Republic P 43 Lancer


The last production example of the Republic P-35A had been equipped with a 1,200 hp (895 kW) supercharged Pratt & Whitney R-1830-19 engine, instead of the R-1830-45 engine which powered the remainder of the batch acquired by the US Army Air Corps. This re-engined example was designated XP-41, and was one of two projects initiated by the company to produce a developed version of the P-35. The second was a private-venture exercise by the company, identified as the AP-4, involving the same engine and airframe. The difference lay in the powerplant: the engine of the XP-41 had an integral two-stage supercharger, producing its maximum rated power at medium altitude; that of the AP-4 had a separate turbocharger installed in the rear fuselage which enabled the engine to deliver over 90 per cent of its rated take-off power to a much higher altitude. Both of these airframes had one feature which distinguished them easily from the P-35/-35As which had been supplied to the US Army. The narrow-track aft-retracting main landing gear units were replaced by a wide-track inward-retracting layout which housed the retracted main wheels in the undersurface of the fuselage/wing roots, achieving a far superior aerodynamic structure in flight.

Testing of these aircraft resulted in a USAAC contract, awarded on 12 March 1939, for 13 preproduction YP-43s. These had a number of modifications, including installation of the R-1830-35 engine, and re-siting of the turbocharger intake from the port wing root to within a new deep oval-shaped cowling. There were also a number of aerodynamic refinements, and armament was increased to four machine guns. The first of these was delivered by Republic in September 1940 and all were in service by April 1941, and although service trials progressed without problems, it did not take long to discover that the improvement in performance over the P-35s had already been surpassed by new aircraft developed in Europe.

Although Republic had already evolved an improved AP-4J, 80 of which had been ordered under the designation P-44 as early as September 1939, with follow-on contracts bringing the total to 907, these were all cancelled in September 1940 in favour of a much improved design which was to become the P-47 Thunderbolt. This, however, was unlikely to materialise for some months and, as an interim measure, the USAAC ordered 54 P-43s, with the name Lancer and the same powerplant as the YP-43s, plus the 80 P-44s ordered in September 1939 to be completed as P-43As with R-1830-49 engines.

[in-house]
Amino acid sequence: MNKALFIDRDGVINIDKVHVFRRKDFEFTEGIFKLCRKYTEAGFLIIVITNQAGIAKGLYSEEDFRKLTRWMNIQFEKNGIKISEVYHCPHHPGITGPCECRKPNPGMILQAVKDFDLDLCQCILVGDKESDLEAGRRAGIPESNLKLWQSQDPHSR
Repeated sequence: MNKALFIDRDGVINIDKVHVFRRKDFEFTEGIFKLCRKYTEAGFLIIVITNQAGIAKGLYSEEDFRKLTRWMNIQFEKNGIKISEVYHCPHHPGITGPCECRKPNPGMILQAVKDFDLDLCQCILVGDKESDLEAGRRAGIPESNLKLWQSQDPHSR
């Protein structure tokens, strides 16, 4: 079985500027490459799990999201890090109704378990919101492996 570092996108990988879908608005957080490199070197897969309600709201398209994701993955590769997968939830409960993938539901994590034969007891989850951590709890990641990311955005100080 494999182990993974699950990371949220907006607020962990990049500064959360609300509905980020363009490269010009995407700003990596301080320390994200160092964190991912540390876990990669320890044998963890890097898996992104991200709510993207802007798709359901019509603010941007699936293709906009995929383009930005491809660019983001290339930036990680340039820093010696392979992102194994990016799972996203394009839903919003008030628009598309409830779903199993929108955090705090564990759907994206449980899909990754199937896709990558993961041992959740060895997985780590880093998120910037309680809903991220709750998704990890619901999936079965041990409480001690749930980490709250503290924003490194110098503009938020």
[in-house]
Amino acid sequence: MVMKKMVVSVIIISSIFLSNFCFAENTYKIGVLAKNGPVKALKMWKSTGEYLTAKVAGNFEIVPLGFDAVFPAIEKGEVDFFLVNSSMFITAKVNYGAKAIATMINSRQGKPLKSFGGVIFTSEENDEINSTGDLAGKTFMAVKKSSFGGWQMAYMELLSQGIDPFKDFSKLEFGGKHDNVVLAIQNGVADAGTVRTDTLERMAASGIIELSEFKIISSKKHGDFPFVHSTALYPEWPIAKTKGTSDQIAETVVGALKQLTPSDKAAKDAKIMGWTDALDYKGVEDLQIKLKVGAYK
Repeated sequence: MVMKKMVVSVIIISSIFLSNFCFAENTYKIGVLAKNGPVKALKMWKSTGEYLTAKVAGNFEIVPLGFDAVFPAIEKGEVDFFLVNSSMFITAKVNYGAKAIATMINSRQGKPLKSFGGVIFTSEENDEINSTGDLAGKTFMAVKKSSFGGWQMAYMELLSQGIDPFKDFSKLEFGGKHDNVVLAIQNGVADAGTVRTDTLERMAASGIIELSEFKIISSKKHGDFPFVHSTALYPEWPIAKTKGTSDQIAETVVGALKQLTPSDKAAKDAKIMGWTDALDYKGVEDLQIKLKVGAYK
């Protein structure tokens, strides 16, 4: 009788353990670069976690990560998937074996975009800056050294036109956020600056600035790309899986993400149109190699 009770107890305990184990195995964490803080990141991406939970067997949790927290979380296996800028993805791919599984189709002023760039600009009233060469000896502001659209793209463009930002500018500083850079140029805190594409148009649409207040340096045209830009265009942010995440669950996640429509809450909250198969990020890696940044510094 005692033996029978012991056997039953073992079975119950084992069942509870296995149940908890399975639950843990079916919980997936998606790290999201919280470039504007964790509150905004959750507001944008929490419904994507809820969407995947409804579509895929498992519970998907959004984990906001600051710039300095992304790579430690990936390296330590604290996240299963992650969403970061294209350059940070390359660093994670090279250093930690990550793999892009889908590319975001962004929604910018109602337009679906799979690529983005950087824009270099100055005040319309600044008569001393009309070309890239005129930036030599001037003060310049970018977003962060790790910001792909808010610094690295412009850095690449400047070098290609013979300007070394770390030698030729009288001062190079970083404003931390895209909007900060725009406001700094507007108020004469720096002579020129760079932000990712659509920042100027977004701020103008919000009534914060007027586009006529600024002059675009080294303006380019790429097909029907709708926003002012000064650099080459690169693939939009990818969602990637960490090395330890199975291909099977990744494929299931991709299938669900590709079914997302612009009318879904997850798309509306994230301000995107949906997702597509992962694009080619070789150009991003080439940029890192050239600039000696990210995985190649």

Delivery of the foregoing Lancers began in 1941, and in June of that year a further 125 similar aircraft were procured for supply to China through Lend-Lease. Designated P-43A-1, these differed by having improved armour and self-sealing tanks, four 12.7 mm (0.50 in) machine guns and provision for a 50 US gallon (189 litre) drop tank or six 20 lbs (9 kg) bombs, and the installation of an R-1830-57 engine. Of this production batch, 107 were delivered to China during 1942. They saw a certain amount of action there, but they proved uniformly unequal to the task at hand. They were handicapped by poor manoeuvrability and inefficient self-sealing fuel tanks and achieved little success against the Japanese.

The P-43s and P-43As supplied to the USAAC were considered unsuitable for combat operations and these, together with the balance of the 18 P-43A-ls built for China, were all converted for use as photo-reconnaissance aircraft. They comprised 150 P-43Bs and two, with a different camera installation, as P-43Cs.

In August of 1942, six P-43 Lancers were withdrawn from USAAF stocks and transferred to the Royal Australian Air Force (RAAF). They served with No. 1 Photo Reconnaissance Unit, based at Coomlie, Northern Territory. The aircraft were two P-43Ds and four P-43A-1s. Two more P-43Ds were delivered in November of 1942. One was damaged beyond repair in a landing accident, and the other went missing on 28 April 1943 on a flight from Wagga Wagga in central New South Wales (the wreckage was not found until 1958). The remaining six were returned to the USAAF 5th Air Force at Charters Towers in 1943. I don't think that the RAAF Lancers ever saw any combat. In October 1942, all surviving P-43s were redesignated RP-43, with the 'R' standing for restricted from combat use.


XP-41: The last example of the Seversky P-35 was completed as an improved version with a turbocharged engine under the designation XP-41 and this, in effect, served as the prototype of the Republic P-43 Lancer.

YP-43: After extensive testing of the XP-41, the company developed a further improved version and, as a result, received a USAAC order for an evaluation batch of 13 aircraft under the designation YP-43. This model differed primarily from the P-35 by having a revised wing centre-section, landing gear that retracted inwards instead of aft and, of course, installation of the turbocharged Pratt & Whitney R-1830-35 engine. Testing showed improvements in both maximum speed and high altitude performance, leading to an order in 1940 for 54 production P-43 fighters with the R-1830-47 engine.